World Refugee Week Day 2: Focus on Canterbury, UK

21 June 2017

The local community joined together for a time of friendship, fun and music. © Canterbury Diocese.

This week, during World Refugee Week, the Anglican Alliance is showcasing examples where Anglican and Episcopal churches around the world are responding to refugees with practical assistance, welcoming refugees in to their communities and discovering mutual enrichment through this engagement.

In the Diocese of Canterbury in the UK, the church has looked to engage local schools, to equip local professionals and supporters to welcome refugees in the Kent area, and to organise events to bring the local community together in its diversity. The response in Canterbury shows the creative ways in which the local church is responding to refugees in its own context, building partnerships with others and making use of their own local resources.

The Kent Schools of Sanctuary Project has launched to create friendly and welcoming spaces for children to ask questions about migration, and to learn how to be welcoming to everyone. The project has created a webpage of resources to enable teachers to include the topic of asylum and refuge in their lesson plans.

In November 2016 Christian charities in Kent took innovative steps to ensure professionals and supporters in the area are equipped to welcome refugees to the county, particularly unaccompanied children fleeing violence, persecution or conflict.

In a partnership programme named Hat·tê·ḇāh, Christian charities The Children’s Society, Mothers’ Union and Home for Good are partnering together with the Diocese of Canterbury to offer training. This training will ensure the strengths and expertise of each organisation can be used by professionals and volunteers who may come into contact with young refugees.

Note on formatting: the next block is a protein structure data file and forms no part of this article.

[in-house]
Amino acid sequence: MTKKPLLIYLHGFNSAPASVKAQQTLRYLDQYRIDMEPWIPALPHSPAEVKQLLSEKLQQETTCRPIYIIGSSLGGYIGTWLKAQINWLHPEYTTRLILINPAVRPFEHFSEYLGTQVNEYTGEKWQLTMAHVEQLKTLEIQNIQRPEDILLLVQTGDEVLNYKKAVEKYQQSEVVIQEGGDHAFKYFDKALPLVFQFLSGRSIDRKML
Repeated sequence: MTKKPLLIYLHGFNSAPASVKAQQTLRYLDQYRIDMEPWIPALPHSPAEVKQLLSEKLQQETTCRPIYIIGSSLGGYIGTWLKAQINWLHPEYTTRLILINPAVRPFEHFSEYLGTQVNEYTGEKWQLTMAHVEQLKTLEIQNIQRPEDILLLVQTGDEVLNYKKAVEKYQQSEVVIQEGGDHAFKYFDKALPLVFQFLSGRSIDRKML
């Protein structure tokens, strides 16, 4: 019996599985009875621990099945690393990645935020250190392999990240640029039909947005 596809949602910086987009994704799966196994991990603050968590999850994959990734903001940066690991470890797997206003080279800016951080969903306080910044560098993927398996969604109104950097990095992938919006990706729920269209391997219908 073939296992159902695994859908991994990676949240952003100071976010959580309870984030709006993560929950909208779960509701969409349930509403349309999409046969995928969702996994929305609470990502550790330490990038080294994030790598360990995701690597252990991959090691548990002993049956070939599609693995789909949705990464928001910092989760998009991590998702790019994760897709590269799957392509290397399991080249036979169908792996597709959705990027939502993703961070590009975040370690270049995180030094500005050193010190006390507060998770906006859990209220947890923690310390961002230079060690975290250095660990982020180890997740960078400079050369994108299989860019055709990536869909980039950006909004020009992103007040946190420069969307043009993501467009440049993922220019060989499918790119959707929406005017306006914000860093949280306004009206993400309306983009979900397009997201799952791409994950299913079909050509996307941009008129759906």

The Hebrew phrase hat·tê·ḇāh is used in two contexts in the Old Testament, once to describe Noah’s ark, and once for the basket used by Miriam to keep Moses safe in the River Nile. This serves as an appropriate illustration for the training that will be given by frontline workers from The Children’s Society’s refugee and migrant services. It will equip participants to understand and respond to the issues faced by refugee children and improve understanding of their rights and safeguarding needs.

Speaking ahead of the event, Rt. Revd Trevor Willmott, Bishop of Dover, said: `I’m delighted to support this collaborative initiative. The role of the Church in being an advocate for the lonely, oppressed and the refugee has become more imperative. In a nation facing cut backs in budgets for local authorities, we need to be creative in how we support young refugees who are arriving as well as supporting those who already live in our communities and face significant deprivation. We want to be equipped to offer “hat·tê·ḇāh”, places of safety and refuge for as long as refugee children and young people need them.’

The training was offered to people who may come across refugees in their work, or who might be influencers of others: clergy, family or youth workers, chaplains and pastoral assistants, and professionals within church communities who work closely with vulnerable children: teachers, lawyers and medical professionals. The response to the training had been overwhelming, with over 70 people signed up.

This week the Diocese of Canterbury has taken part in two national initiatives aimed at bringing people together – The Great Get Together weekend (17 to 18 June) and Refugee Week (19 to 23 June) – which are being marked locally by churches and communities across East Kent in June.

The Great Get Together is the idea of the family of the murdered UK MP Jo Cox, and was inspired by her belief that ‘there is more that unites us than divides us.’ In that spirit, the Diocese of Canterbury, in collaboration with Together Canterbury, Migrant Help UK and Canterbury Cathedral, organised a community picnic which took place on Sunday 18 June in Canterbury.

As part of Refugee Week, the Diocese is hosting a film screening of Evaporating Borders – an award-winning documentary about the life of refugees in camps in Lesbos. The film looks at what it means to be displaced, and examines the idea of belonging and notions of diaspora, exile, and migration. An expert panel discussion will follow the film screening discussing the topic of life for refugees in Kent after resettlement.